Our friends Rachel and Brandon (of rachelbrandon.com) are visiting us this week for only a week. They wanted to visit Scotland, and given their short time here, and my having class on both Friday afternoon and Monday morning, the only option for voyaging to yon’ Caledonia was to take a train to Edinburgh early Saturday morning, and then come back the very next night.
I was wondering if we could do Edinburgh justice by spending what amounted to just over 30 hours in the city and make the 5-hour train ride worthwhile.
And the answer is…YES!
I should highlight a few important caveats before spouting forth my sage advice on making the most of a short time in the ‘Athens of the North.’
Caveat the first: We didn’t go inside Edinburgh Castle (or at least not the part you have to pay to go inside); that seems to be a day or at least half-day unto itself, so it didn’t really make sense for this trip. I realise for some people, the point of going to Edinburgh is to go in the castle, and therefore, this post has just lost all credibility. C’est la vie. Nevertheless, the views from outside the castle, and just inside the guardhouse are very impressive (and free!). In some places, it really looks as though the castle was carved out of the rock, rather than built upon it.
Caveat the second:
The weather while we were in Edinburgh alternated between sunshine (a real rarity in these parts) and snow. Although the snow meant it was quite cold, I generally find snow to be more pleasant to walk about in than rain, and since our trip involved lots of walking around outdoors, it might be less pleasant under normal Edinburgh conditions, namely rainy days.
Now on to the trip tips…
Just off the Royal Mile is the National Museum of Scotland. We went here on our first day, and I would actually suggest going here first thing. I needed to reacquaint myself with the Scottish monarchs and other bits of Scottish history, and having a little bit of a refresher at the museum can help give you context for some of the other sights you’ll see around Edinburgh.
We decided to trek up Calton Hill, in part, because my initial objective — climbing up Holyrood Park to Arthur’s seat — seemed increasingly untenable in light of the unfavourable weather conditions. But I would list Calton Hill among the obligatory stops in Edinburgh (if that endorsement isn’t enough for you, Robert Louis Stevenson said the best views of Edinburgh were from Calton Hill). There are a number of interesting monuments up there, and the views are spectacular all around the hill. To the east, you can see the Firth of Forth. To the west, you can look back toward the castle. And to the south is the dominating Holyrood Park.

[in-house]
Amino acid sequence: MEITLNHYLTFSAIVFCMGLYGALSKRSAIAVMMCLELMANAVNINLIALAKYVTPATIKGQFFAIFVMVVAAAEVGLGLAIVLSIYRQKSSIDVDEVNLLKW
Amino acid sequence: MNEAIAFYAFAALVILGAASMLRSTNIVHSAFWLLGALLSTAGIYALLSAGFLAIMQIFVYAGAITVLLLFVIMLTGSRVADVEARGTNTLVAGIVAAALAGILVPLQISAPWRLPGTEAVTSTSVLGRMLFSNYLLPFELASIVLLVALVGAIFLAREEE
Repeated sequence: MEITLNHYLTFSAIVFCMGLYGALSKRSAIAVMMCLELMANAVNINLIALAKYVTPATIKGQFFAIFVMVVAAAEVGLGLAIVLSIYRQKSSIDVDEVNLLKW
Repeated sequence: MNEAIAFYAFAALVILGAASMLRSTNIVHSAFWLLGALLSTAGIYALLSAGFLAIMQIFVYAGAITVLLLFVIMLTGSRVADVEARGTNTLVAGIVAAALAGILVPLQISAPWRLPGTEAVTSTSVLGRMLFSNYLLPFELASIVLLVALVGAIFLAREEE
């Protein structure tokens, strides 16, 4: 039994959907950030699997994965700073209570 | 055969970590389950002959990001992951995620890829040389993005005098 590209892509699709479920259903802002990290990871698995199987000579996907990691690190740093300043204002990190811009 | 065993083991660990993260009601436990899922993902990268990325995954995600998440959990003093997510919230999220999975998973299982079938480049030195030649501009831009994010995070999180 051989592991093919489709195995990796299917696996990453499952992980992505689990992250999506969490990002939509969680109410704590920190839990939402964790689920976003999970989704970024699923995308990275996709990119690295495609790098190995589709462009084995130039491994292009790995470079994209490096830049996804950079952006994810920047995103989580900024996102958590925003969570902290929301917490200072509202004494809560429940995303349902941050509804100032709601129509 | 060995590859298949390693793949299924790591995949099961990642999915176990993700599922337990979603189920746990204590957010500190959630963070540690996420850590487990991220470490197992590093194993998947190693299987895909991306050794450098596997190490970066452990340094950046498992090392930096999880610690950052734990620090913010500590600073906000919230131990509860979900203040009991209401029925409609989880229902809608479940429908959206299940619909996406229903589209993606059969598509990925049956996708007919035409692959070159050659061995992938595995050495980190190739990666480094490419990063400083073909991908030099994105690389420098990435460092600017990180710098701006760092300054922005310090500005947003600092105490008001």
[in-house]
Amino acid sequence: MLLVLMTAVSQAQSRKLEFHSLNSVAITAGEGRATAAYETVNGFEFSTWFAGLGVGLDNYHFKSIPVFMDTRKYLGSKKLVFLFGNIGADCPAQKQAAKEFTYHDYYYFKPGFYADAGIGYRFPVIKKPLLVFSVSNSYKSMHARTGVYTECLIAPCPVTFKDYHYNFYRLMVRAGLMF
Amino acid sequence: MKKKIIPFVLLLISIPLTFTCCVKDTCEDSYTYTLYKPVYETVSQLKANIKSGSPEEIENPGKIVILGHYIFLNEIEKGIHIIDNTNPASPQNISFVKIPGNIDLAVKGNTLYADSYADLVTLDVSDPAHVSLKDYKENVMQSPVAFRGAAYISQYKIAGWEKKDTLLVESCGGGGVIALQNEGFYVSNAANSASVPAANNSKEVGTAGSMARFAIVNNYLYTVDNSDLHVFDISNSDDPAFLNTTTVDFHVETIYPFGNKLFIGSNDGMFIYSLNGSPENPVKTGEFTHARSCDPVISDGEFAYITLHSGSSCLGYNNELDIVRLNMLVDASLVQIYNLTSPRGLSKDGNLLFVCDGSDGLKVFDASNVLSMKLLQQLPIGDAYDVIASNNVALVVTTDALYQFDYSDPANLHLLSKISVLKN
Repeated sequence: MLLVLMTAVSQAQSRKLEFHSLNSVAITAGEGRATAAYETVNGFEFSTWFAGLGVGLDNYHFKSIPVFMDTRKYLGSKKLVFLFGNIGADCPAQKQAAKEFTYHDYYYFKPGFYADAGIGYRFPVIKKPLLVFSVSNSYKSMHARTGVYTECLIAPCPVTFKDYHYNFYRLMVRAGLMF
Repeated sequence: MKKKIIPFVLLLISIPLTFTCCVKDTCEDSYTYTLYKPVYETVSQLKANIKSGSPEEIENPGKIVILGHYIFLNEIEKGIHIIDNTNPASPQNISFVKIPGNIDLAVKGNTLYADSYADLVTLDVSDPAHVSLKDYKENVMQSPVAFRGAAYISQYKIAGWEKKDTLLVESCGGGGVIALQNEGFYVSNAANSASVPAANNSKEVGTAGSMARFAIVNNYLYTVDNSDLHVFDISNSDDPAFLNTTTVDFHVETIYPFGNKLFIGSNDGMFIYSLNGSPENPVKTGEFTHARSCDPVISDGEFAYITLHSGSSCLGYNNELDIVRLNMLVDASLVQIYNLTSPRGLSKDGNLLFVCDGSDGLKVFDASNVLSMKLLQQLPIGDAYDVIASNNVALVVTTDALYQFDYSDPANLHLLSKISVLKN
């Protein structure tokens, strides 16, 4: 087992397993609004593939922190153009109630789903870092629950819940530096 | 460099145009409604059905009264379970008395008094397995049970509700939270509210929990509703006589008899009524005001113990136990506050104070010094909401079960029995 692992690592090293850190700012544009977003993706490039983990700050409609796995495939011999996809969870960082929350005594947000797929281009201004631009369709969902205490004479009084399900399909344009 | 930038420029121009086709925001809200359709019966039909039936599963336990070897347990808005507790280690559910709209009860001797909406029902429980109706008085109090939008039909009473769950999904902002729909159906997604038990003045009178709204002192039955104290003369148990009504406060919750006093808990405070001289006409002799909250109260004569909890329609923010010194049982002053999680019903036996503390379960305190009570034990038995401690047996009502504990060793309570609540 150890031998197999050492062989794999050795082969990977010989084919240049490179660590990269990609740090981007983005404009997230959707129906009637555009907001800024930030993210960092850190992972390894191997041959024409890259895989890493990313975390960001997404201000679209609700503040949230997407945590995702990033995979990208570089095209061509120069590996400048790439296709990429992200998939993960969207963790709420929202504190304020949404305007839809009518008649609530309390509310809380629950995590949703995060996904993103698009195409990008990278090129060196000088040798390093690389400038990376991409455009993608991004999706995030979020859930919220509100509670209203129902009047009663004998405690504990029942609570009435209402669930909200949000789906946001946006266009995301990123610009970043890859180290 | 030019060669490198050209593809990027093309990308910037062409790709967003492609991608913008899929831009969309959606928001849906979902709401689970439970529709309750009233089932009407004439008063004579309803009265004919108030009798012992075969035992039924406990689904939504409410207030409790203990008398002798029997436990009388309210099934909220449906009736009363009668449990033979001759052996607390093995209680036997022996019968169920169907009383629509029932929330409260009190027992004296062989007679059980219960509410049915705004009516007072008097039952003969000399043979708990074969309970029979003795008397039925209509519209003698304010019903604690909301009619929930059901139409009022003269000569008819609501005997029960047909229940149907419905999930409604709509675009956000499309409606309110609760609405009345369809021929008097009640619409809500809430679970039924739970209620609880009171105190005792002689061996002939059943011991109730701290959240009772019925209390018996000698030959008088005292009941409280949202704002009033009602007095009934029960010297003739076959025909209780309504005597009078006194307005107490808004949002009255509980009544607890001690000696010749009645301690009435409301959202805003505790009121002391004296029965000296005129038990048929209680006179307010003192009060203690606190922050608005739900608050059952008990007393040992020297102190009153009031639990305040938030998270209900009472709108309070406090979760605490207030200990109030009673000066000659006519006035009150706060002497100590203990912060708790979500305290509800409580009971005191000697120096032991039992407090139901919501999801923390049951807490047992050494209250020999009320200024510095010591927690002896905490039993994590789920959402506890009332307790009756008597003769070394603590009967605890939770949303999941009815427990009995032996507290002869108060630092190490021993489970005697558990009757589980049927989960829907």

Our couchsurfing host recommended walking along the Water of Leith to the Royal Botanical Gardens on Sunday, stopping at Stockwell Market for some hot chocolate (that last bit turned out to be crucial!). The pulsating snowfall along the way made the Water of Leith especially magical, but I imagine that, absent that, the experience would simply substitute comfort for enchantment.
Although it was snowy March, and some bits of the Botanic were clearly not ready for primetime (the Queen Mother’s Garden was looking particularly sad), there were a surprising number of rhodendrons in bloom, and there is an impressive collection of native Scottish trees which are, of course, well-adapted to such a fearsome climate. I imagine the place would be even more colourful in the summer. Here, as with many other places in Edinburgh, there are fantastic views over the city.
Finally, if your interest in history extends beyond kings and queens and the squabbles of the rich and powerful, there are several things in Edinburgh for you. The People’s Story, a free museum along the Royal Mile tells the story of two typical families at different periods in Edinburgh’s history, and gives you a greater appreciation of many traditional trades. The museum also tells the story of changing social relations and labour conflicts in Scotland.
And with some reservation, I can also recommend a City of the Dead underground tour. I hesitate to commend it to you because if you are the sort of person who is easily frightened (as was the large group of Welsh ladies on the tour who had come to Scotland the day before for the Six Nations rugby match), you might not enjoy it. The tour is partly about trying to scare you and tease you with the possibility of encountering the paranormal, but it’s also a great chance to wander into the underworld of Edinburgh and learn about the desperate conditions of the people who, driven in by poverty and social exclusion in the 19th century, tried to survive in absolutely mind-boggling circumstances. It’s a side of Edinburgh’s history that isn’t visible from the grandeur of Royal Mile or the majestic heights above the city.
So you can do a lot in Edinburgh in only 30 hours. Of course, you could probably spend a lot longer if, for example, you wanted to taste more whiskey (or at least gain a deeper appreciation for the whiskey you’re drinking ;)), wanted to spend more time in the National Museum of Scotland, or of course, spend a whole day in the Castle. But no matter how long you linger, Edinburgh will doubtless leave you satisfied.